The overridingtheme at the Smart Electric Power Alliance's annual conference in Washington, D.C.,was for utilities and distributed energy resource providers to work together formutual benefit toward grid modernization.
"Thekey thing is to find ways to share value for everyone to benefit," said EnergyHubCEO Seth Frader-Thompson, who spoke July 12 at the National Town Meeting on DemandResponse and Smart Grid on his view that consumer-installed distributed energy resourceshelp utilities and their customers reap benefits by providing critical grid services.
Innovativeutilities are working with third-party vendors to incorporate consumer-installeddistributed energy resources into load management programs, Frader-Thompson said.
He posedas an example that utilities could lease a Tesla Powerwall battery storage unit,which sells for $6,501, to customers for $1.25 per day in return for a customeragreement to allow the device to be used as a demand response resource.
However,Frader-Thompson displayed a spark of friction utilities and third-party providershave traditionally had with one another when he said the grid revolution is happeningwith or without the utilities, and he pointed to Nevada's 95% drop in distributedsolar sales to show "a test case of how things must change."
Utilityexecutives at the conference indicated their companies are embracing change. Senior VicePresident of Customer Operations Val Jensen said ComEd enables third parties todevelop new products and services. The Chicago-based Exelon Corp. subsidiary collaborates with developers to bringvalue to utility customers, he said.
SeniorVice President of Regulatory Affairs Caroline Choi said the utility grid is thebackbone for distributed energy resources provided to customers. DER planning isbeing incorporated into the EdisonInternational utility's regulatory regime, Choi said. Increasingly,DER is used to keep outages to a minimum across the utility's 4,600 distributioncircuits, she continued.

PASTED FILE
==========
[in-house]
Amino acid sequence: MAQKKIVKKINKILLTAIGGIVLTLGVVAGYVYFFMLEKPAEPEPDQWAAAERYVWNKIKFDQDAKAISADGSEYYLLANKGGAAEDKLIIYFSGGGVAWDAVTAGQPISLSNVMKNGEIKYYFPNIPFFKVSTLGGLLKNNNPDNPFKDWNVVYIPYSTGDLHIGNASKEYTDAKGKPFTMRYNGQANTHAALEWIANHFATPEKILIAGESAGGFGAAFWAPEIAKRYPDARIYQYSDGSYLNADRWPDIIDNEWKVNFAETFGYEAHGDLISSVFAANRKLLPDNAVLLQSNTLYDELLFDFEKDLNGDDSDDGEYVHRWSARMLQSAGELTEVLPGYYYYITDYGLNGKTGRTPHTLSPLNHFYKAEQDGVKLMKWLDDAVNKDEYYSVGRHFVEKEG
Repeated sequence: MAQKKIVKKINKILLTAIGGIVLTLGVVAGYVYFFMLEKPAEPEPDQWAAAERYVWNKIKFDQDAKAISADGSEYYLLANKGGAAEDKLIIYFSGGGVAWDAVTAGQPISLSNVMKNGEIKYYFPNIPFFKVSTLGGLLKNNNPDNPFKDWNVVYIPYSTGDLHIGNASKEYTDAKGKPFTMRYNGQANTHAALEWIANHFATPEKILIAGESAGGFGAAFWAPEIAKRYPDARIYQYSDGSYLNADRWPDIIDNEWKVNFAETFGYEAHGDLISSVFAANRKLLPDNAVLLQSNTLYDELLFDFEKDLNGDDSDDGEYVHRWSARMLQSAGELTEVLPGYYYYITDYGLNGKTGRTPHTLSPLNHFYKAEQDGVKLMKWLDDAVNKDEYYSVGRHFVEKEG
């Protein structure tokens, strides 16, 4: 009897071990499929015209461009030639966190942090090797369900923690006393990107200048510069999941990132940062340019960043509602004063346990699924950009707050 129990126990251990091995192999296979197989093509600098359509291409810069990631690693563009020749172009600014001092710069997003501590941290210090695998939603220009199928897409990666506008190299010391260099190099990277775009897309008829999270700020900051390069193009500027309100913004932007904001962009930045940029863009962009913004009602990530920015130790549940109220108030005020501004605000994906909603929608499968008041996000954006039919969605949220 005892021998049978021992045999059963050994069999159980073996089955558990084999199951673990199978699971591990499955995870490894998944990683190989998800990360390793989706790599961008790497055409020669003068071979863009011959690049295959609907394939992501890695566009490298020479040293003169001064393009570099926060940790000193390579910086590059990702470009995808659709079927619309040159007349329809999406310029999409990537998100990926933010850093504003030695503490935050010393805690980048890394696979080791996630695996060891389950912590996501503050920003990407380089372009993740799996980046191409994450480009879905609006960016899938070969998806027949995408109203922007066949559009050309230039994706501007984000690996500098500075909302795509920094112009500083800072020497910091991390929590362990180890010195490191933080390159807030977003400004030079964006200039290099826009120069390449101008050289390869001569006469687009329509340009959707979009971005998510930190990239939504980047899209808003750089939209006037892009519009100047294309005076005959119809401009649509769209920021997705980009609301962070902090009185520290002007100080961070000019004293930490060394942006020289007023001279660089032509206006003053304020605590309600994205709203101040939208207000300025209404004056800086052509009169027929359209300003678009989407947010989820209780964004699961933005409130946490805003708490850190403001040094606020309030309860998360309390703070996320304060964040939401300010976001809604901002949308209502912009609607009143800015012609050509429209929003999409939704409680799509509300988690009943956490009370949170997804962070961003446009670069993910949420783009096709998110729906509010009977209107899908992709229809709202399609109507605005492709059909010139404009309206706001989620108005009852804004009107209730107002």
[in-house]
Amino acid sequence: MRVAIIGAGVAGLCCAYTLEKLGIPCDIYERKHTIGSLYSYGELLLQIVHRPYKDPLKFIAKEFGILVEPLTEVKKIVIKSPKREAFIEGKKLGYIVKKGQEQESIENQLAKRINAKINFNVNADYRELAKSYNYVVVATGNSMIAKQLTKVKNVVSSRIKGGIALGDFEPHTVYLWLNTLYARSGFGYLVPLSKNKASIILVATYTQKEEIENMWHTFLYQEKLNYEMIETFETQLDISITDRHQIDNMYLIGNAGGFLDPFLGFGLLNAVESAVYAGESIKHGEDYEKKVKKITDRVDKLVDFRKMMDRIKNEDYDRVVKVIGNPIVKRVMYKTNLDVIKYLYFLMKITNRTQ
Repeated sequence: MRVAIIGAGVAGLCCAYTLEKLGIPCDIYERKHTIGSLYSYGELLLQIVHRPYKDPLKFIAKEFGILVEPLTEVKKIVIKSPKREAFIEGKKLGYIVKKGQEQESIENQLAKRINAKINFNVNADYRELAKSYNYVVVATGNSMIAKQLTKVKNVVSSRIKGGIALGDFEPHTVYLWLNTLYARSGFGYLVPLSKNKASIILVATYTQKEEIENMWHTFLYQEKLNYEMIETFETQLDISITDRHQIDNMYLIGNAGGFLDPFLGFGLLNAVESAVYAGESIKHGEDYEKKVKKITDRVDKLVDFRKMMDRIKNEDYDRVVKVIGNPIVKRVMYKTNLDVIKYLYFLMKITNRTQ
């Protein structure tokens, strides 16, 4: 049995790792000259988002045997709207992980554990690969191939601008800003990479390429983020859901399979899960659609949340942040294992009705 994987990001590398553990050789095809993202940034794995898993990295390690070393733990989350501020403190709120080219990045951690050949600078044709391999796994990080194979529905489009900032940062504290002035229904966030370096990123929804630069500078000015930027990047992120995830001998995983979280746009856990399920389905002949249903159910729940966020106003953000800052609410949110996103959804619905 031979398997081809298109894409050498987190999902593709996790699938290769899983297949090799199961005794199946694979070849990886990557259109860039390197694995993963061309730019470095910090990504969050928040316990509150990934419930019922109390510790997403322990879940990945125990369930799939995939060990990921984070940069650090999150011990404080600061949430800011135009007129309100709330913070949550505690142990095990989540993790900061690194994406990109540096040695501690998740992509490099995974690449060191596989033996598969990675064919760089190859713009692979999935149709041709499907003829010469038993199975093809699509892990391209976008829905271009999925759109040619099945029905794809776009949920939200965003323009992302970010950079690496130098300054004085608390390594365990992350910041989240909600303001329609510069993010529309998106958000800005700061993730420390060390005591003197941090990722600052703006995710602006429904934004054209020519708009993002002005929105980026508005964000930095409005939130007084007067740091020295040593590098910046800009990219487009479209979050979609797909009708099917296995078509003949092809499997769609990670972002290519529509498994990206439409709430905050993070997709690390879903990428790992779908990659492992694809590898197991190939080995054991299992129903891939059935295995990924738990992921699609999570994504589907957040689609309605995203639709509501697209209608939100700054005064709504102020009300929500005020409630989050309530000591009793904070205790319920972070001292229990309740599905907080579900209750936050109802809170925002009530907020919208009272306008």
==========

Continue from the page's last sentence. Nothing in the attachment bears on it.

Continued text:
Chief Strategy and Operations Officer Paul Lau, who is responsible for the city-ownedutility's power supply operations, said central utility stations will become dinosaursin the future. Yet, utility distribution systems, which are the biggest part ofthe utility industry's future, are currently "the dumbest part of the grid."
"Thechallenge is how to bring visibility to the distribution system" so DER canbe used holistically to its fullest potential, Lau said. When utilities can aggregateand manage load at the distribution level they will be able to optimize customerinvestment in DER, he said.
CEO John Hewa said the Texas co-op is a distribution-only utility with a large,sparsely populated service area. Distributed generation is an important asset asis technology that remotely reports localized system and line conditions. As a consumer-ownedutility, customer-owned resources are a good fit, Hewa said.
FormerColorado Public Utilities Commission Chair Ron Binz, who now is a regulatory consultant,said he advocates motivating utilities to embrace DER through price cap regulationwith financial incentives and a return bonus on DER investments.
HawaiiPublic Utility Commissioner Mike Champley, whom Gov. David Ige has over objections of the state's Senatepresident, said DER should provide grid solutions including service quality andsecurity. However, he said the primary source of change has to be with the incumbentutility. Regulators can only do so much, he said.
The distributionsystem is the "last frontier" for wringing out inefficiency in the electricindustry, Champley said. As Hawaii continues to increase distributed solar penetration,energy storage will be imperative, he said.
Microgridswill be the building blocks for transformation to a distributed resources grid,Champley said. With microgrids there will be trials and advances in distributedresources without negatively impacting the larger grid. A gradual interconnectionof these building blocks will occur until the larger grid becomes a system of interconnecteddistributed energy resources, he predicted.